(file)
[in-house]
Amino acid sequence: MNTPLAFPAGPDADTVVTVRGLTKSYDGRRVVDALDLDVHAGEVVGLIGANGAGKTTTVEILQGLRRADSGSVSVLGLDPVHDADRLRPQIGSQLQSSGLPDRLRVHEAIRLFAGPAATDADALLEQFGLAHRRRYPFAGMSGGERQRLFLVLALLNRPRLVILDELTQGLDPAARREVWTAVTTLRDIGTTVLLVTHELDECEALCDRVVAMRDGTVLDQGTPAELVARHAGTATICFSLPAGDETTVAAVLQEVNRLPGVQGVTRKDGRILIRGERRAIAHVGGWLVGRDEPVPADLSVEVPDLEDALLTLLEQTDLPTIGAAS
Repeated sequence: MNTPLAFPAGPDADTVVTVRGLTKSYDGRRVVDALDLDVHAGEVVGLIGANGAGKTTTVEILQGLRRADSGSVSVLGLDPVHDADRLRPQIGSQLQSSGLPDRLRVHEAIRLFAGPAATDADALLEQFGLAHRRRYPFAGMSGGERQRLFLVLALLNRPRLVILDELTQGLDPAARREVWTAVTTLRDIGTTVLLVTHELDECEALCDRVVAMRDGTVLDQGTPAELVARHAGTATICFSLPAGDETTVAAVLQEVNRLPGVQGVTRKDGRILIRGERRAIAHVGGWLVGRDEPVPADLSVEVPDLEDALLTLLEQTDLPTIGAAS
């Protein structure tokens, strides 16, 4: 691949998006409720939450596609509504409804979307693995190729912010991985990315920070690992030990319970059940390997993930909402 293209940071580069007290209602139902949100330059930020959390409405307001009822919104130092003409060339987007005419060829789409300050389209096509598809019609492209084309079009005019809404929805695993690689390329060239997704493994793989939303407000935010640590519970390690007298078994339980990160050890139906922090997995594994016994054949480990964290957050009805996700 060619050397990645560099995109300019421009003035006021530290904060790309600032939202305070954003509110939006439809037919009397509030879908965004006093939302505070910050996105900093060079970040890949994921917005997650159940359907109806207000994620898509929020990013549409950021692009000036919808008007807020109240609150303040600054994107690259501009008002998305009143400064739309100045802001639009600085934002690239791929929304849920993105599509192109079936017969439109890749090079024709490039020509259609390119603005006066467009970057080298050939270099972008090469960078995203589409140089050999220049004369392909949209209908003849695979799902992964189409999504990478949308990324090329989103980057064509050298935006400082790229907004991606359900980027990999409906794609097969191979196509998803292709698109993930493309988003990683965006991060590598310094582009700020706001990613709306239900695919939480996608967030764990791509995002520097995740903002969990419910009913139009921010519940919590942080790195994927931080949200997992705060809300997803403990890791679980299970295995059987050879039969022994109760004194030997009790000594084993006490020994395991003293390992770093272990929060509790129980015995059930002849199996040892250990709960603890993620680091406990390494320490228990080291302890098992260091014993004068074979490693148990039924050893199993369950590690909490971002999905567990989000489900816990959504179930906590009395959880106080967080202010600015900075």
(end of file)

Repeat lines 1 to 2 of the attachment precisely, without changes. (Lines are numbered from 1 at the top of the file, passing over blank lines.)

[in-house]
Amino acid sequence: MNTPLAFPAGPDADTVVTVRGLTKSYDGRRVVDALDLDVHAGEVVGLIGANGAGKTTTVEILQGLRRADSGSVSVLGLDPVHDADRLRPQIGSQLQSSGLPDRLRVHEAIRLFAGPAATDADALLEQFGLAHRRRYPFAGMSGGERQRLFLVLALLNRPRLVILDELTQGLDPAARREVWTAVTTLRDIGTTVLLVTHELDECEALCDRVVAMRDGTVLDQGTPAELVARHAGTATICFSLPAGDETTVAAVLQEVNRLPGVQGVTRKDGRILIRGERRAIAHVGGWLVGRDEPVPADLSVEVPDLEDALLTLLEQTDLPTIGAAS